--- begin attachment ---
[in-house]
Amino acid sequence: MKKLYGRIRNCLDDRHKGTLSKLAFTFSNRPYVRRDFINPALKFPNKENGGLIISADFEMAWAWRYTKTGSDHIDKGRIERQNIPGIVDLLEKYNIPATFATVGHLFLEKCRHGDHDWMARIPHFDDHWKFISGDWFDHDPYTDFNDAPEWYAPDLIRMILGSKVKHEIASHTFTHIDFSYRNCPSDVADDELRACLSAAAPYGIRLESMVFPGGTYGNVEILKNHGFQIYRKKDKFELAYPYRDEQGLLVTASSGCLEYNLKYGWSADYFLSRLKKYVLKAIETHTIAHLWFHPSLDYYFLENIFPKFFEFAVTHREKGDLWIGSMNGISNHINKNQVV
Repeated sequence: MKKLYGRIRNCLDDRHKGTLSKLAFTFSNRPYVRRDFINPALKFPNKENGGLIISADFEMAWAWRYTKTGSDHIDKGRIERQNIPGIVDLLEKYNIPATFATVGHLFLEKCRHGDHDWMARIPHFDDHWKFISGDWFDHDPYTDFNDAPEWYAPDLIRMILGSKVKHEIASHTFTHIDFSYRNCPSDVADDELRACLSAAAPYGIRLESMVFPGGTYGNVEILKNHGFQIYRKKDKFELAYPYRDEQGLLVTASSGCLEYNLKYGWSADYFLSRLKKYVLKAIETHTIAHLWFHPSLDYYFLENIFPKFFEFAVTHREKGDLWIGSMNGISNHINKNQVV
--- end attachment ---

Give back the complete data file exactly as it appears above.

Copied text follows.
[in-house]
Amino acid sequence: MKKLYGRIRNCLDDRHKGTLSKLAFTFSNRPYVRRDFINPALKFPNKENGGLIISADFEMAWAWRYTKTGSDHIDKGRIERQNIPGIVDLLEKYNIPATFATVGHLFLEKCRHGDHDWMARIPHFDDHWKFISGDWFDHDPYTDFNDAPEWYAPDLIRMILGSKVKHEIASHTFTHIDFSYRNCPSDVADDELRACLSAAAPYGIRLESMVFPGGTYGNVEILKNHGFQIYRKKDKFELAYPYRDEQGLLVTASSGCLEYNLKYGWSADYFLSRLKKYVLKAIETHTIAHLWFHPSLDYYFLENIFPKFFEFAVTHREKGDLWIGSMNGISNHINKNQVV
Repeated sequence: MKKLYGRIRNCLDDRHKGTLSKLAFTFSNRPYVRRDFINPALKFPNKENGGLIISADFEMAWAWRYTKTGSDHIDKGRIERQNIPGIVDLLEKYNIPATFATVGHLFLEKCRHGDHDWMARIPHFDDHWKFISGDWFDHDPYTDFNDAPEWYAPDLIRMILGSKVKHEIASHTFTHIDFSYRNCPSDVADDELRACLSAAAPYGIRLESMVFPGGTYGNVEILKNHGFQIYRKKDKFELAYPYRDEQGLLVTASSGCLEYNLKYGWSADYFLSRLKKYVLKAIETHTIAHLWFHPSLDYYFLENIFPKFFEFAVTHREKGDLWIGSMNGISNHINKNQVV